The work sent for review was an extended piece of novelistic realism, dealing with the themes of grief and mourning, specifically a father's inability to cope with grief following the death of a child. The work has a magnificent opening sequence, in which two thirteen-year-old girls die in an icy pond. The action commences two years later. The parents are separated. The father - Darcy - is still grieving, he finds that he can no longer paint, and has abandoned grief counselling. He carries a burden of guilt with respect to an affair with his next-door neighbour, the mother of the other dead girl, whose husband, an evangelical Christian, has a history of violence. The landscape of the novel is a kind of limbo - in which meaning and purpose seem to be absent - except, perhaps, a sense that the world is governed by a malignant fate.
The work was chosen on the basis of availability, but also because it was the work of a published/professional writer who is a lecturer in creative writing. The work was also chosen because it was produced in the research context, specifically for the purposes of a research degree.
The referees for the study were Dr Delia Falconer (University of Technology, Sydney) and Professor Nicholas Jose (University of Western Sydney). The referees were selected because they are both esteemed authors and academics with a background in traditional research. Jose was Professor of Creative Writing in Adelaide before moving to the University of Western Sydney. He gained his doctorate in English literature from Oxford University, and his monograph Ideas of the Restoration in English Literature was published in 1984. His novels have been shortlisted for both the Commonwealth Writers' Prize and the Miles Franklin Award. Delia Falconer completed her doctorate in English literature and cultural studies at the University of Melbourne. She is a respected literary critic, and her essays and reviews have been published in Australia and overseas. Her novels have been shortlisted for the Miles Franklin and the Commonwealth Writers' Prize.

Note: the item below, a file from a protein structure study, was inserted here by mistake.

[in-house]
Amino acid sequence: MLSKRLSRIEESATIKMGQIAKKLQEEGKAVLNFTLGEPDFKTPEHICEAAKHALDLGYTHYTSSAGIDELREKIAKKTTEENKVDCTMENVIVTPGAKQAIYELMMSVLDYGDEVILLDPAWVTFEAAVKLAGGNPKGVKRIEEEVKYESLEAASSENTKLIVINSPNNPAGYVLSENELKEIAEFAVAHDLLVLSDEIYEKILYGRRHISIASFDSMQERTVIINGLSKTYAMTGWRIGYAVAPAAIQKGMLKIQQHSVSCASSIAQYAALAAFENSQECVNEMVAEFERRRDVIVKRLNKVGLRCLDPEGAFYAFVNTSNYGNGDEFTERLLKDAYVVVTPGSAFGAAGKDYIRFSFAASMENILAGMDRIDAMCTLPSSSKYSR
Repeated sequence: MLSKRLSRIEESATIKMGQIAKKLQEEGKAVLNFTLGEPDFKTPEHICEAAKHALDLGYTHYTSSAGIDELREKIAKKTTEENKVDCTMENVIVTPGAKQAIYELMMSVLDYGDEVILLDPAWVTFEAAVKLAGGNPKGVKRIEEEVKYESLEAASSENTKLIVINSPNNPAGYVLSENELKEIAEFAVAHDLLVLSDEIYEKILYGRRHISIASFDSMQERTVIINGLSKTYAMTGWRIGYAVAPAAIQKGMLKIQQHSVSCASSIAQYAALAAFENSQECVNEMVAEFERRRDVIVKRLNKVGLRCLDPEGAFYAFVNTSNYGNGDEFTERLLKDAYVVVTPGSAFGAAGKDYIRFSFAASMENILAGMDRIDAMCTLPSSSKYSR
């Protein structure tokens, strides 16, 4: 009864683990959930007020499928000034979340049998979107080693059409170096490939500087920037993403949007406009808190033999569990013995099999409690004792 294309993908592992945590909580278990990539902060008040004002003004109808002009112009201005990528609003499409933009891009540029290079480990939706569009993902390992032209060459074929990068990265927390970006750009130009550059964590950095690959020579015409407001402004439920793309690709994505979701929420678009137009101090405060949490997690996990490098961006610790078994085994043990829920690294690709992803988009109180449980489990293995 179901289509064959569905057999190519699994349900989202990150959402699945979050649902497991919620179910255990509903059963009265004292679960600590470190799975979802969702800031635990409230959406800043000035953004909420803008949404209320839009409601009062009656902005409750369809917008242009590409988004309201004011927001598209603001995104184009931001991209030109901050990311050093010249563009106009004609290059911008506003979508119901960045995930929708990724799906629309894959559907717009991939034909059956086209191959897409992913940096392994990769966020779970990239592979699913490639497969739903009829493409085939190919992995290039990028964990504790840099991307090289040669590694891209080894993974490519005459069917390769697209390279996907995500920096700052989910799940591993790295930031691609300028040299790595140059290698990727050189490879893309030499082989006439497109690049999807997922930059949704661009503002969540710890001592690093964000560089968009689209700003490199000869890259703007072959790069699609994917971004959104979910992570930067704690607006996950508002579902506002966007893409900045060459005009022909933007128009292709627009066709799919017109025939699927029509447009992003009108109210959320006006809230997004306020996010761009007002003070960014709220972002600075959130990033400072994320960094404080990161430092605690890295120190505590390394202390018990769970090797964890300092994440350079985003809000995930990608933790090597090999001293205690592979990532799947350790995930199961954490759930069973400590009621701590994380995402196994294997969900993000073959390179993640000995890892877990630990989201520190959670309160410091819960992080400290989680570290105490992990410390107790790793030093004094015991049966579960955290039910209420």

Dr Delia Falconer
Falconer argued that one of the most important questions for the referee is whether the writer is working with or against a particular tradition. Without this knowledge, Falconer argued that she could not infer whether the work made conceptual advances or not. Falconer continued:
The working party agreed to send Falconer an extract from a festival paper given by the writer on the subject of his/her work. However, after reading the author's statement, Falconer (2008b) replied in an informal email exchange that had this statement accompanied the work in the first instance, she would actually have judged the work more harshly. The writer's paper stated that the work was intended as a 'metaphysical thriller', and Falconer argued that she would have felt more negatively towards the work, as she would have been 'judging it against the tropes of thriller-writing, particularly in terms of a complexity of action and suspense, neither of which really features in [the work].' She continued, 'whereas I would have thought it was working more in a kind of Ondaatje-esque reflective, mourning mode', adding, 'the writer was probably quite lucky that I imposed a different set of generic expectations on [his/her] text, another marker might have invented quite unsympathetic generic expectations and parameters.' Falconer also observed that she would have preferred a well-argued exegesis that framed the creative work in a scholarly context, rather than the informal expression of creative 'intention' as set out in the festival paper.
Nevertheless, despite these criticisms, Falconer concluded that while the work did not constitute 'new knowledge', she believed that it might be said to constitute a work of excellence in its field. She wrote:
Professor Nicholas Jose